Math is Figure-Out-Able with Pam Harris

Ep 193: Compliance Too

February 27, 2024 Pam Harris Episode 193
Ep 193: Compliance Too
Math is Figure-Out-Able with Pam Harris
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Math is Figure-Out-Able with Pam Harris
Ep 193: Compliance Too
Feb 27, 2024 Episode 193
Pam Harris

What message do we want to send to students about compliance? In this episode Pam and Kim talk about the importance of respecting student dignity and separating math from punishment.
Talking Points:

  • Senario of compliance 
  • Reasons we seek compliance from students
  • Math is not a punishment or taking it away, a reward
  • Pam and Kim reflect on some of their early experiences
  • Is it about the math or about the compliance?
  • Do your grades reflect compliance?

Check out our social media
Twitter: @PWHarris
Instagram: Pam Harris_math
Facebook: Pam Harris, author, mathematics education
Linkedin: Pam Harris Consulting LLC 

Registration is open for workshops is open for a limited time!
https://www.mathisfigureoutable.com/workshops

Show Notes Transcript

What message do we want to send to students about compliance? In this episode Pam and Kim talk about the importance of respecting student dignity and separating math from punishment.
Talking Points:

  • Senario of compliance 
  • Reasons we seek compliance from students
  • Math is not a punishment or taking it away, a reward
  • Pam and Kim reflect on some of their early experiences
  • Is it about the math or about the compliance?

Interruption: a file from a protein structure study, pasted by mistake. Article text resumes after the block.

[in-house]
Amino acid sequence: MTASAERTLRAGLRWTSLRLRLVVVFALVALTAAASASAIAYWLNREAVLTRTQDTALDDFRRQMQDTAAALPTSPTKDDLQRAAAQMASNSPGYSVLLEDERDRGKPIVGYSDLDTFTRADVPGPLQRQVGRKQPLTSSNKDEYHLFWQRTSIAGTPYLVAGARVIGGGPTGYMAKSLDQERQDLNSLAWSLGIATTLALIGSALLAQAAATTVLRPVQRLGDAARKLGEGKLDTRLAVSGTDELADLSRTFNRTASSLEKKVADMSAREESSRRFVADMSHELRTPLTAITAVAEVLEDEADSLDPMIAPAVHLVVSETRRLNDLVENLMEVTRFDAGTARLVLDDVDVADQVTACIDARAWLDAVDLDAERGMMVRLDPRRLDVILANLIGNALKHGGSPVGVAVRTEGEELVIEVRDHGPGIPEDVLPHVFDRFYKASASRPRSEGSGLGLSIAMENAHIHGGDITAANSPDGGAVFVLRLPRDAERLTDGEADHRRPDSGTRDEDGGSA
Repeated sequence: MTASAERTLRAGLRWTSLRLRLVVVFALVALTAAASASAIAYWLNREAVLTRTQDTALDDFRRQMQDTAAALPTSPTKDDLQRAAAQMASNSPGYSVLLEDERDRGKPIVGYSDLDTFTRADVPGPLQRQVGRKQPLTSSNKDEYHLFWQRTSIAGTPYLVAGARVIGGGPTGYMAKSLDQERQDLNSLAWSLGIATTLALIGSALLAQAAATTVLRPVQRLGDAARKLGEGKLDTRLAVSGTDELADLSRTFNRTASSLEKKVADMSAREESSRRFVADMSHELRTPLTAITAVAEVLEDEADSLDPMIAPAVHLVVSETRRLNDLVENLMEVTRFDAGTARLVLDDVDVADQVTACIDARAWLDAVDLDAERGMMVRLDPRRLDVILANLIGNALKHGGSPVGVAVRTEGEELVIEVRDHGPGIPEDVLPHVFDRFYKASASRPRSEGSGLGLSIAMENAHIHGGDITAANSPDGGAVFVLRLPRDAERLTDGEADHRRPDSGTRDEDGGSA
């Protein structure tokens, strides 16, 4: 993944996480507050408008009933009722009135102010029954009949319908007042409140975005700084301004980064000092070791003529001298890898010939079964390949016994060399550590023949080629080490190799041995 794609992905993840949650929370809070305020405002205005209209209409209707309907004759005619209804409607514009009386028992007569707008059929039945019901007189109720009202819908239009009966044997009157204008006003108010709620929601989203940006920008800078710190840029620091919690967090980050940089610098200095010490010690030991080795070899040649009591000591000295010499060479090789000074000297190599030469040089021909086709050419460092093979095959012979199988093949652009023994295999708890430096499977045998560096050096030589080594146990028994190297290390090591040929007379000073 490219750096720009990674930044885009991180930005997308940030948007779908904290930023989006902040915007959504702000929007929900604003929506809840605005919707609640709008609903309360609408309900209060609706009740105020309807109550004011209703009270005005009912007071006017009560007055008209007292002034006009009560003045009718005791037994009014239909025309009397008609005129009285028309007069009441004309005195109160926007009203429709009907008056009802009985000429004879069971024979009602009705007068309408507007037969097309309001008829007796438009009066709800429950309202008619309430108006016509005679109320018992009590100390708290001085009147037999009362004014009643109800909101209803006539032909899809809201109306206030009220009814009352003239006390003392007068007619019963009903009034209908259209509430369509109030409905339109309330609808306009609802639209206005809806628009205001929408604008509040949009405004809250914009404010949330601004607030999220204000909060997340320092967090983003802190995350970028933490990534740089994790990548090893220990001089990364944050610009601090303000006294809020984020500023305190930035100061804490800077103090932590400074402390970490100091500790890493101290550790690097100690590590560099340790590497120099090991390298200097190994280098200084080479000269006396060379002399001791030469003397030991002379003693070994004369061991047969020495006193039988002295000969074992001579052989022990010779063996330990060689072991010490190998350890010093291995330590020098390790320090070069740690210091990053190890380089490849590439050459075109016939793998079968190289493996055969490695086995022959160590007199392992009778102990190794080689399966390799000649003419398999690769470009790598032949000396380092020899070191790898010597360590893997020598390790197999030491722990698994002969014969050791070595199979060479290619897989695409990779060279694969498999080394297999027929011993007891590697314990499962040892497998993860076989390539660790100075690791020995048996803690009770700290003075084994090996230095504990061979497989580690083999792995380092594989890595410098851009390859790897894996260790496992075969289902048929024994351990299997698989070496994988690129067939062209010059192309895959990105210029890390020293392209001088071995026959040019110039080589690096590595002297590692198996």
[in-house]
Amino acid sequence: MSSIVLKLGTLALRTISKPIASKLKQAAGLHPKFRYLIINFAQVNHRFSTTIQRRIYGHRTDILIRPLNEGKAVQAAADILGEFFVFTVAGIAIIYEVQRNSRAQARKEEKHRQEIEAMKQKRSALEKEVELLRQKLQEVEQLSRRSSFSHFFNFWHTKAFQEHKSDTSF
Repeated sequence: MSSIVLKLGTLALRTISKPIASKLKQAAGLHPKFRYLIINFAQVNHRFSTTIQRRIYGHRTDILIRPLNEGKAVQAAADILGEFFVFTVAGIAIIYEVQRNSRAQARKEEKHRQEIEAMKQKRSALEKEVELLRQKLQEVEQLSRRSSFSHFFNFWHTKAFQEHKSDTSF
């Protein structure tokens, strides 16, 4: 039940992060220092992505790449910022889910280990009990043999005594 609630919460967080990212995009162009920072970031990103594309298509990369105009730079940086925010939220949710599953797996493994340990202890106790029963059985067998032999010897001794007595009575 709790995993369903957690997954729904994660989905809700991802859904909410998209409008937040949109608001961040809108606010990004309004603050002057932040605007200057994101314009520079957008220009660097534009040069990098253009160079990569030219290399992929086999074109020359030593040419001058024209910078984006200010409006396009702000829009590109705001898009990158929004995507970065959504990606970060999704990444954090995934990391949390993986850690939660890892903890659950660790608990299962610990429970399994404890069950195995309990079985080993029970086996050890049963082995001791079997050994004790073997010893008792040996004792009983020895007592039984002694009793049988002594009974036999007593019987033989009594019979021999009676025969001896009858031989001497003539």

• Do your grades reflect compliance?

Check out our social media
Twitter: @PWHarris
Instagram: Pam Harris_math
Facebook: Pam Harris, author, mathematics education
Linkedin: Pam Harris Consulting LLC 

Registration is open for workshops is open for a limited time!
https://www.mathisfigureoutable.com/workshops

Pam  00:01
Hey, fellow mathematicians! Welcome to the podcast where Math is Figure-Out-Able! Even when podcast recording isn't. I'm Pam.

Kim  00:11
And I'm Kim. And I'm kind of tired of hearing the intro.

Pam  00:14
And oh my gosh, take how many? Ya'll, you found a place where math is not about memorizing and mimicking, where you're waiting to be told or shown what to do. But it's about making sense of problems on a good day, noticing patterns, and reasoning using mathematical relationships. When the podcast recording equipment works. We can mentor students to think and reason like mathematicians. Not only are algorithms not particularly helpful in teaching mathematics, but rotely repeating steps, and repeating this intro over and over, is actually keeping students from being the mathematicians they can be. (unclear).